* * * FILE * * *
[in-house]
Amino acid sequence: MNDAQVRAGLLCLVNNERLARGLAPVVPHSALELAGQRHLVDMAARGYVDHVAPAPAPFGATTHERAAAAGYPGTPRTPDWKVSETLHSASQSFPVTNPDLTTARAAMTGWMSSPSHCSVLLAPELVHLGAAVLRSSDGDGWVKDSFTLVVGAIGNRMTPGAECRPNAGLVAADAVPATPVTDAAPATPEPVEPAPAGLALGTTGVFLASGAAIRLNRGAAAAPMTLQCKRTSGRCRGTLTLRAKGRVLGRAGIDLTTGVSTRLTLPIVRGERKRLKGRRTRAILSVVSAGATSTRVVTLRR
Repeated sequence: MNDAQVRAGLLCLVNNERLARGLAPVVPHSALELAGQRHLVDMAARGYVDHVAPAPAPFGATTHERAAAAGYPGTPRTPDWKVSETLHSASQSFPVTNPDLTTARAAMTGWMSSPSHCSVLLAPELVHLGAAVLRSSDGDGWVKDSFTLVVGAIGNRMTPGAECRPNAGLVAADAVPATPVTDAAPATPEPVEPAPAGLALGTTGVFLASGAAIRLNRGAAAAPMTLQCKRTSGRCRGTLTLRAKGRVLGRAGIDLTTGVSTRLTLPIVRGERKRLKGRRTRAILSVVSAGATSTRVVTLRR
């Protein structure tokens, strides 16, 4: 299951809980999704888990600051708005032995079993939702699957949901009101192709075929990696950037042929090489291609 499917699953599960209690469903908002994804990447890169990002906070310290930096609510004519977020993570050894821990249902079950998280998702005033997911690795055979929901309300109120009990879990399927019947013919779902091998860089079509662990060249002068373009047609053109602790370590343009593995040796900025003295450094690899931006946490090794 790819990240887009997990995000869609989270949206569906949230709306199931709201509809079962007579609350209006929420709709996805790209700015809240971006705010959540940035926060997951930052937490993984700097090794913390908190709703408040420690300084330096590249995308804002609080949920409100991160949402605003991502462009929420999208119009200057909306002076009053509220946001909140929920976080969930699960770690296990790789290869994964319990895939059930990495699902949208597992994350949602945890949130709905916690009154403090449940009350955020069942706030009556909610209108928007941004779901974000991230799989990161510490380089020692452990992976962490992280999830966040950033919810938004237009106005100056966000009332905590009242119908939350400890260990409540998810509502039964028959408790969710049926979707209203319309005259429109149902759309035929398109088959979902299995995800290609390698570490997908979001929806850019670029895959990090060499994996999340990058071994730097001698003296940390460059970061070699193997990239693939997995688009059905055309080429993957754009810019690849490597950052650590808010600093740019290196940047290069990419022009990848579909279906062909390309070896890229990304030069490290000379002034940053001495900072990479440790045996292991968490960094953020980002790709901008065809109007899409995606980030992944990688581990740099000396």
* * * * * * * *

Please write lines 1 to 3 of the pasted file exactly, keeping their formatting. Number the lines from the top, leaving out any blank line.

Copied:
[in-house]
Amino acid sequence: MNDAQVRAGLLCLVNNERLARGLAPVVPHSALELAGQRHLVDMAARGYVDHVAPAPAPFGATTHERAAAAGYPGTPRTPDWKVSETLHSASQSFPVTNPDLTTARAAMTGWMSSPSHCSVLLAPELVHLGAAVLRSSDGDGWVKDSFTLVVGAIGNRMTPGAECRPNAGLVAADAVPATPVTDAAPATPEPVEPAPAGLALGTTGVFLASGAAIRLNRGAAAAPMTLQCKRTSGRCRGTLTLRAKGRVLGRAGIDLTTGVSTRLTLPIVRGERKRLKGRRTRAILSVVSAGATSTRVVTLRR
Repeated sequence: MNDAQVRAGLLCLVNNERLARGLAPVVPHSALELAGQRHLVDMAARGYVDHVAPAPAPFGATTHERAAAAGYPGTPRTPDWKVSETLHSASQSFPVTNPDLTTARAAMTGWMSSPSHCSVLLAPELVHLGAAVLRSSDGDGWVKDSFTLVVGAIGNRMTPGAECRPNAGLVAADAVPATPVTDAAPATPEPVEPAPAGLALGTTGVFLASGAAIRLNRGAAAAPMTLQCKRTSGRCRGTLTLRAKGRVLGRAGIDLTTGVSTRLTLPIVRGERKRLKGRRTRAILSVVSAGATSTRVVTLRR